Hundreds Ride for Life
They came, they got wet, they cycled. And, as usual, they had fun.The drizzle brought out the fresh pine smell throughout the 33-mile course around Thetford Forest as more than 1,000 amateur cyclists took to the track to raise money for East Anglia's Children's Hospices.
They came, they got wet, they cycled. And, as usual, they had fun.
Yesterday's drizzle brought out the fresh pine smell throughout the 33-mile course around Thetford Forest as more than 1,000 amateur cyclists took to the track to raise money for East Anglia's Children's Hospices.
They were taking part in the annual Ride for Life, sponsored by the EDP, with organisers expecting the event to raise about £50,000.
It has now been running for 14 years, and organiser David Went said he was confident this year would push past the £500,000- mark in total.
"We've had 900 sign up in advance and at least 100 have turned up on the day," he said. "We won't know what sort of total we've raised until later in the summer, but last year we raised £62,000 and we're hoping to exceed £50,000 this year.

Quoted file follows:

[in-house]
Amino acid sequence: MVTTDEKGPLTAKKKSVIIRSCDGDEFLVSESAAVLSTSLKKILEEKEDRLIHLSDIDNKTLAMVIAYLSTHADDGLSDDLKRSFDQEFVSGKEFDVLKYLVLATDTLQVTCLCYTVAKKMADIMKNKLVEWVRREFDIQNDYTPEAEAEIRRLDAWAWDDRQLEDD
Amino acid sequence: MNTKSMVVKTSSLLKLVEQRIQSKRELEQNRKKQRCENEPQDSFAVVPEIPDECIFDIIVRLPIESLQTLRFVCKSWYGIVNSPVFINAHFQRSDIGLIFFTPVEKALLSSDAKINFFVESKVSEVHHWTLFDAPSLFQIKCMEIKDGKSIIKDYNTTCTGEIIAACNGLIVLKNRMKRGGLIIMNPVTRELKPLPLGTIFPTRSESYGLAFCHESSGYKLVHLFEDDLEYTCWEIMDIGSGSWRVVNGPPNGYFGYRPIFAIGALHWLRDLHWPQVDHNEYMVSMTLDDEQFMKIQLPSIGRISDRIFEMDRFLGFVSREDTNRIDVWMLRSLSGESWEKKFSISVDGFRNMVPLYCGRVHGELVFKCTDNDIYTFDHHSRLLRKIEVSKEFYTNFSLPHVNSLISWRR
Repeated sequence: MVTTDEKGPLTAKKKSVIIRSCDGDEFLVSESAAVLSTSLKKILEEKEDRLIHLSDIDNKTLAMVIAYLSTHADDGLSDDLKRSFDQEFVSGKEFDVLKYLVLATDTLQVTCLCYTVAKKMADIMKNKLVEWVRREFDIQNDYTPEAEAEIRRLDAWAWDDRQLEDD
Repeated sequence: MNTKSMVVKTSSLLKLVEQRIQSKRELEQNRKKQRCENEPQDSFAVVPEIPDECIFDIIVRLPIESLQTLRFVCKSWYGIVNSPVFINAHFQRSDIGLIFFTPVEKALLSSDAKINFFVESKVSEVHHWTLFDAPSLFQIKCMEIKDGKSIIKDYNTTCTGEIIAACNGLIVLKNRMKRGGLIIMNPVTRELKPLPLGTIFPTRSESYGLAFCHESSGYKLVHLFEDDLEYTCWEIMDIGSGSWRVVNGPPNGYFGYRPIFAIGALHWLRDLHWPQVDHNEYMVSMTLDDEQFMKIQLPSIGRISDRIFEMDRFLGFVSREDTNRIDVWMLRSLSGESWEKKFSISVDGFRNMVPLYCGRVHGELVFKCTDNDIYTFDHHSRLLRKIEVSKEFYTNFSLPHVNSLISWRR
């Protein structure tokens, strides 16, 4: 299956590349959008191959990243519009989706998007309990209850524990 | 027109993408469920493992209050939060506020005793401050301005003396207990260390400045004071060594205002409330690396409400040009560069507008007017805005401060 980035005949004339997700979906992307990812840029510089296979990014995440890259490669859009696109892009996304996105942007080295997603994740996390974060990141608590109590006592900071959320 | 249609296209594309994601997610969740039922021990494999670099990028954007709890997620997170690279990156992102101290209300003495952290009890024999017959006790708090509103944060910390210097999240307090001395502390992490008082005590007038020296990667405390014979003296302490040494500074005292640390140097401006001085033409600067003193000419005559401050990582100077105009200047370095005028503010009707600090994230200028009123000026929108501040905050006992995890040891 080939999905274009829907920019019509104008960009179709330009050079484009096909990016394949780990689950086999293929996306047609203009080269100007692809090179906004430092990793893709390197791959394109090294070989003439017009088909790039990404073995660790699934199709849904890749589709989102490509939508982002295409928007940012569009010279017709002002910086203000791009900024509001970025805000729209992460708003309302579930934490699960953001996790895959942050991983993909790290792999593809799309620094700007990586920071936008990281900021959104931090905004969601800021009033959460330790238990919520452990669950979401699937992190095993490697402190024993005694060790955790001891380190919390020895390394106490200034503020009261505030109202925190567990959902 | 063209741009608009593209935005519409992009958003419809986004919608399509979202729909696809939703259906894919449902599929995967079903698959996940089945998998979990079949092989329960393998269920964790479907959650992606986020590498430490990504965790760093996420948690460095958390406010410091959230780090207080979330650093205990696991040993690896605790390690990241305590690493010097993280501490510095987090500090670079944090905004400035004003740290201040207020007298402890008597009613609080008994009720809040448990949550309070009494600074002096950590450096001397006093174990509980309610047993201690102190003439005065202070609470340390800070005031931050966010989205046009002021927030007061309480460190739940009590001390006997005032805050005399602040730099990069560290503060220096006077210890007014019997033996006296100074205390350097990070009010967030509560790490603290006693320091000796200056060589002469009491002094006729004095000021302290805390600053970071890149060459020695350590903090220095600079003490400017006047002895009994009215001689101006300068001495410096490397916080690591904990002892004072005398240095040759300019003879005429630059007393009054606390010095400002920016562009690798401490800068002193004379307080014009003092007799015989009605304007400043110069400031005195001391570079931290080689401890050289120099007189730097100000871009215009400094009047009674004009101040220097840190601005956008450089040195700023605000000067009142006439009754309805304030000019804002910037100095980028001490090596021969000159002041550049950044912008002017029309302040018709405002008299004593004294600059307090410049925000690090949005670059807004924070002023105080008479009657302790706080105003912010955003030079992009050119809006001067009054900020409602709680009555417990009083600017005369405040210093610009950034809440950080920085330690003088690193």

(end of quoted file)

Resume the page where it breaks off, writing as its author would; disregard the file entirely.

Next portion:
"This is the biggest fundraiser for EACH each year and a lot of people come and ride year after year. It's very popular and people raise a lot of money through sponsorship for which we're extremely grateful."
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As organisers awoke yesterday, the sun was shining over Thetford, but by the time the first cyclists set off at 8am, it was overcast and drizzly.
While the rain kept competitors cool and refreshed, it also made the sandy terrain hard-going, especially for those with thin-tyred racing bikes.
But that did not stop Charlie Askew, a 47-year-old dairy farmer from Old Buckenham, near Attleborough, who was one of the first to complete the
33-mile circuit in a time of 2hrs 15min.
Last summer, he cycled 1,000 miles from Easton College, where he also teaches, to a sister college in the Czech Republic - raising £16,000 for EACH.
He said it was difficult to pump the same sponsors as last year for another cycle ride, but managed to raise a few hundred pounds this time for the Quidenham hospice.
"I did this ride last year as well and it's a lot of fun, although the going was a bit tough today," he said. "It's a much easier course than from here to Eastern Europe though!"
The number of serious cyclists fully kitted out in professional gear was dwarfed by the fun riders, including many young children, who were also able to take part in routes of 25, 17 or 10 miles.
There were also three and eight-mile jogging routes.
And as they returned to the finish line, dirty but smiling, participants were greeted by a much-visited barbeque, picnic area and licensed bar.